All analyses were carried out using SAS v 9.0 (Cary, NC, USA). The aim of this study was to investigate the effects of the three different types of anesthetics. We initially studied the relationship of anesthetics with post anesthetic recovery and some other characteristics of the sample (as total charge received, seizure threshold, and total number of treatments received). Logistic regression models in which the dependent variable was the time for recovery and the independent variable was the anesthetic type were performed. We dichotomized the dependent variables using the median as a cutoff. A multinomial logistic regression model was performed in which propofol and thiopental were compared with etomidate. This model has an advantage as the Wald test can calculate the overall significance of a variable taking into account all the levels of the dependent variable and therefore increasing the power of this analysis.

Given we used categorical data, our sample size (10 patients in each group) is sufficient to detect differences in proportion with the magnitude of 0.3 using a power of 90% and alpha of 5%. In other words a change in 30% of recovery time would be detected using our sample size. We considered that a smaller change in recovery time would not be considered clinically significant.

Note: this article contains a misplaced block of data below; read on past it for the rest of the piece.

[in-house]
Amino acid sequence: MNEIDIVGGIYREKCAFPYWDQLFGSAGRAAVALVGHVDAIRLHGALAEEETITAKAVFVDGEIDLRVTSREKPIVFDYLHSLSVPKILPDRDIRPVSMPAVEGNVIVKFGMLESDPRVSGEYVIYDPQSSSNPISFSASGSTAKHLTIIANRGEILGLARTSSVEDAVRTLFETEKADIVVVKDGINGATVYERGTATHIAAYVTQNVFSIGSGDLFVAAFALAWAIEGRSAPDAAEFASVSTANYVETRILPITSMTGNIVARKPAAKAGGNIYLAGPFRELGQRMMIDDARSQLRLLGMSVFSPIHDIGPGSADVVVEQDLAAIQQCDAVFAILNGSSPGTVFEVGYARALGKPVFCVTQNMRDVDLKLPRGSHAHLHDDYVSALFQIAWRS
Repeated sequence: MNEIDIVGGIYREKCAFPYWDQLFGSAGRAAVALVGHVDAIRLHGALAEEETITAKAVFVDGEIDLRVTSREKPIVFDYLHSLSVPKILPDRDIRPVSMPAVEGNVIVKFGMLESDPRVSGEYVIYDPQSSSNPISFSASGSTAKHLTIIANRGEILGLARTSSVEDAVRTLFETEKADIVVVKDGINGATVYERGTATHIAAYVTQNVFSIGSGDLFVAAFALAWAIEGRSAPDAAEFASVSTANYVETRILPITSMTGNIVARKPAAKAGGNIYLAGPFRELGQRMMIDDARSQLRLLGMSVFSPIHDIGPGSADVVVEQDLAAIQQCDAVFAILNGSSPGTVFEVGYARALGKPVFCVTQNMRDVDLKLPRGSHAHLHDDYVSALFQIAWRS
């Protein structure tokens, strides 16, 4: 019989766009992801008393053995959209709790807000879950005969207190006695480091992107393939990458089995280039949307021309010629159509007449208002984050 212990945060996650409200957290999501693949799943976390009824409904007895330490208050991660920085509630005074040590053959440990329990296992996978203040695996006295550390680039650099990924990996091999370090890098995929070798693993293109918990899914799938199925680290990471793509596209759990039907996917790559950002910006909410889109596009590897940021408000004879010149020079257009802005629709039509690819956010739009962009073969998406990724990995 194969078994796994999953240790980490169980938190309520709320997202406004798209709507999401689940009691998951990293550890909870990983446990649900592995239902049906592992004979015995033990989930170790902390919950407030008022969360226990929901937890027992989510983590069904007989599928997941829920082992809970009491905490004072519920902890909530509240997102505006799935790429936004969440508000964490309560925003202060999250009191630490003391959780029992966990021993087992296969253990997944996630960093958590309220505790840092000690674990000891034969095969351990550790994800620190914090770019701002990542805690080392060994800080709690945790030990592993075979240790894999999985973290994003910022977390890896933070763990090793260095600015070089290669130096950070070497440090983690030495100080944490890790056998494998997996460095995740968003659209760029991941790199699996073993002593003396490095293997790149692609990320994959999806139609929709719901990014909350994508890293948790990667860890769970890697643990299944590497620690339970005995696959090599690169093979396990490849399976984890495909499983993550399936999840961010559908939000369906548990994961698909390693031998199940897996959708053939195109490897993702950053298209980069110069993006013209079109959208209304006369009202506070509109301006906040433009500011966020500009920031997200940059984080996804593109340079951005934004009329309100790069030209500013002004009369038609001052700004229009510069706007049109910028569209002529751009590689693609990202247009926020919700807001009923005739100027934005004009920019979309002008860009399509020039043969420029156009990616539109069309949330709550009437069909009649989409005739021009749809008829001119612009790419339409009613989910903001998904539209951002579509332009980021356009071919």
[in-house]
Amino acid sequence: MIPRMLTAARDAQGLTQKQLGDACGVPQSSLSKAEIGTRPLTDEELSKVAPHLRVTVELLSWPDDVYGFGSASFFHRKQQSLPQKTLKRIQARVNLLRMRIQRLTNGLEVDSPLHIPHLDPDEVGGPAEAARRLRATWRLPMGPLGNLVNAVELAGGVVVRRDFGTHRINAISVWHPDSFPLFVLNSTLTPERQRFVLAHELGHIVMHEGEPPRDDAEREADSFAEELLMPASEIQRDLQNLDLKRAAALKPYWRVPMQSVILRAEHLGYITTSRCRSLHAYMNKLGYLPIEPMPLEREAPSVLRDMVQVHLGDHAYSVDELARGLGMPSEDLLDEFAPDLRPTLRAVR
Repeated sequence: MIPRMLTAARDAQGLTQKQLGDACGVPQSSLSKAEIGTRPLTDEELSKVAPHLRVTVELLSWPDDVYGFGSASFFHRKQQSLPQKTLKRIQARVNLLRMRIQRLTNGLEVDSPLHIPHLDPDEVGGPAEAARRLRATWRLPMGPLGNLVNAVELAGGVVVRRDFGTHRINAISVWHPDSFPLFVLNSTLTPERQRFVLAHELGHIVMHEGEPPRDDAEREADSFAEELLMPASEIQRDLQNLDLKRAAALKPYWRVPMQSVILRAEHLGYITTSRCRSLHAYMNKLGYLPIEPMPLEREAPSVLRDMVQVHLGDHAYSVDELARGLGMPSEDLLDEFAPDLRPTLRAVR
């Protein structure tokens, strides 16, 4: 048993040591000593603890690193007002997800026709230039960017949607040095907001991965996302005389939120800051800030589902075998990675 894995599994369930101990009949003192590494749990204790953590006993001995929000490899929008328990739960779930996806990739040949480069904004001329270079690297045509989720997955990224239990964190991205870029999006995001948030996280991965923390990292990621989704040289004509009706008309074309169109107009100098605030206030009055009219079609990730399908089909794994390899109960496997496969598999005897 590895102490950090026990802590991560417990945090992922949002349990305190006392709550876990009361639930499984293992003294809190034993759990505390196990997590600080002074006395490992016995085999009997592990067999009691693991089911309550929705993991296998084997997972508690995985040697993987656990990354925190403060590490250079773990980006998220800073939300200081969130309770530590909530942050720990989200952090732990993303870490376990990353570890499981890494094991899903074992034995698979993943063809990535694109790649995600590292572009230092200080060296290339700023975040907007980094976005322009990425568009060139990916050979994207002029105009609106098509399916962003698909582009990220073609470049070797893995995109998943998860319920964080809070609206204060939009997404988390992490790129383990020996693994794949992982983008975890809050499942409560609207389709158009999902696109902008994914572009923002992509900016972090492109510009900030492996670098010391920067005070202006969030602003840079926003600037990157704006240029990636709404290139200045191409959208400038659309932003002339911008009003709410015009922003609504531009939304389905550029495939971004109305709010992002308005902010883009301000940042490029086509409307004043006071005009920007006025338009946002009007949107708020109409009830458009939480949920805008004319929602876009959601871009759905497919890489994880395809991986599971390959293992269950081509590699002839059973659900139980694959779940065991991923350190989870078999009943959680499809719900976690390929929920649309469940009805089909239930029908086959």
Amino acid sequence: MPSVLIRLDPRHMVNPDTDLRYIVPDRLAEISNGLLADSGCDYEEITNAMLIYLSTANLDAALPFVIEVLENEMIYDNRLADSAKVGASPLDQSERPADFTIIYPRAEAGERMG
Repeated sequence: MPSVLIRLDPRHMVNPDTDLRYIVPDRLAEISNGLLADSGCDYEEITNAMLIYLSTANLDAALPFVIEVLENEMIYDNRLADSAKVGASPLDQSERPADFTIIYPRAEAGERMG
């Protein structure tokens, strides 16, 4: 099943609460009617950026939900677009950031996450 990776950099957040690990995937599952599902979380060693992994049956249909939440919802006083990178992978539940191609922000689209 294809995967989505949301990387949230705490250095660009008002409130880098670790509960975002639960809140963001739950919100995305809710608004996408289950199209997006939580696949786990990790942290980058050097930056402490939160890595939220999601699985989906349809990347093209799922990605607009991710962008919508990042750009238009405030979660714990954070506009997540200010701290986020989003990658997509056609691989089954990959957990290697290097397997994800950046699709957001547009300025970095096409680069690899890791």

Results

Main characteristics of the groups can be seen in Table 1.

No statistical difference was found for mean number of sessions between the groups (7.9 ± 1.5 for propofol, 8.7 ± 1 for etomidate, and 8.8 ± 0.4 for thiopental). The variables total electric charge received (p < 0.0001), and time for patient recovery (p = 0.042) were significantly associated with the type of anesthetic used. For instance, thiopental and propofol were associated with a significant increase in charge (OR = 5.33 and OR = 18.97, respectively) when compared to etomidate, as well as a significant decrease of time for recovery (OR = 0.49 and OR = 0.50, respectively). The multinomial logistic regression model confirmed these findings, as charge (p = 0.0002) and time for patient recovery (p = 0.014) remained significant after the adjustment for the other variables. Propofol needed the highest charge but had the shortest time for recovery. No difference was observed between groups related to seizure threshold and total number of treatments received.

 

Discussion